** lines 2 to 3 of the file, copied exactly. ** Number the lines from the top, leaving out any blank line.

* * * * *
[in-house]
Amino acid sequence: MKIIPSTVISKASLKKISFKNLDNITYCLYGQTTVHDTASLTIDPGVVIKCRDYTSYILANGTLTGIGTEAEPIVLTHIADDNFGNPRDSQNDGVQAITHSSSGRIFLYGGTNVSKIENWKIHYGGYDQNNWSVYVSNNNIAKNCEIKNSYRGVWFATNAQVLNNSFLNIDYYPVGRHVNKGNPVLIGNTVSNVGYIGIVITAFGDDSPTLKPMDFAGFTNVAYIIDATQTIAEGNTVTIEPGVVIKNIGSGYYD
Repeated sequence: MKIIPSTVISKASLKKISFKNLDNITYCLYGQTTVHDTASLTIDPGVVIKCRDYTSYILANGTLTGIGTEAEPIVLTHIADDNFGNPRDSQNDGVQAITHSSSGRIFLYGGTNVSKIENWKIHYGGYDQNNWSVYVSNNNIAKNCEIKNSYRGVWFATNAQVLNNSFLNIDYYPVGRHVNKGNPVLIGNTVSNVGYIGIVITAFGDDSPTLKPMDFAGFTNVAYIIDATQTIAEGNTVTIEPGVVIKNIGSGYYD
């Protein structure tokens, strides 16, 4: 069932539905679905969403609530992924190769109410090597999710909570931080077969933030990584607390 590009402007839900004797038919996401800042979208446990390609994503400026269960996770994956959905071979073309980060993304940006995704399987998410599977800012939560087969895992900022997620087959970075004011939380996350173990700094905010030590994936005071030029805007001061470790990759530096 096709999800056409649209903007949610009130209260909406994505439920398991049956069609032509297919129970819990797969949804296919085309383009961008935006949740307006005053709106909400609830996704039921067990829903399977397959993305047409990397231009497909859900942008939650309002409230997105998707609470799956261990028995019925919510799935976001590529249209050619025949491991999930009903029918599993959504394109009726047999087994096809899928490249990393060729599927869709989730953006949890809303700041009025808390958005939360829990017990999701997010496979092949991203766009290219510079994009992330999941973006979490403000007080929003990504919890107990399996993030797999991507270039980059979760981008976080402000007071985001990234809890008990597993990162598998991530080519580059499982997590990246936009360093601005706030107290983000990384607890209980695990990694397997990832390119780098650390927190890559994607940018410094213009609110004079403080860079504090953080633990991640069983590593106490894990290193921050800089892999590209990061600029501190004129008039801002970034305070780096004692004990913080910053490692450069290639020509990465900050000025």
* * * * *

Amino acid sequence: MKIIPSTVISKASLKKISFKNLDNITYCLYGQTTVHDTASLTIDPGVVIKCRDYTSYILANGTLTGIGTEAEPIVLTHIADDNFGNPRDSQNDGVQAITHSSSGRIFLYGGTNVSKIENWKIHYGGYDQNNWSVYVSNNNIAKNCEIKNSYRGVWFATNAQVLNNSFLNIDYYPVGRHVNKGNPVLIGNTVSNVGYIGIVITAFGDDSPTLKPMDFAGFTNVAYIIDATQTIAEGNTVTIEPGVVIKNIGSGYYD
Repeated sequence: MKIIPSTVISKASLKKISFKNLDNITYCLYGQTTVHDTASLTIDPGVVIKCRDYTSYILANGTLTGIGTEAEPIVLTHIADDNFGNPRDSQNDGVQAITHSSSGRIFLYGGTNVSKIENWKIHYGGYDQNNWSVYVSNNNIAKNCEIKNSYRGVWFATNAQVLNNSFLNIDYYPVGRHVNKGNPVLIGNTVSNVGYIGIVITAFGDDSPTLKPMDFAGFTNVAYIIDATQTIAEGNTVTIEPGVVIKNIGSGYYD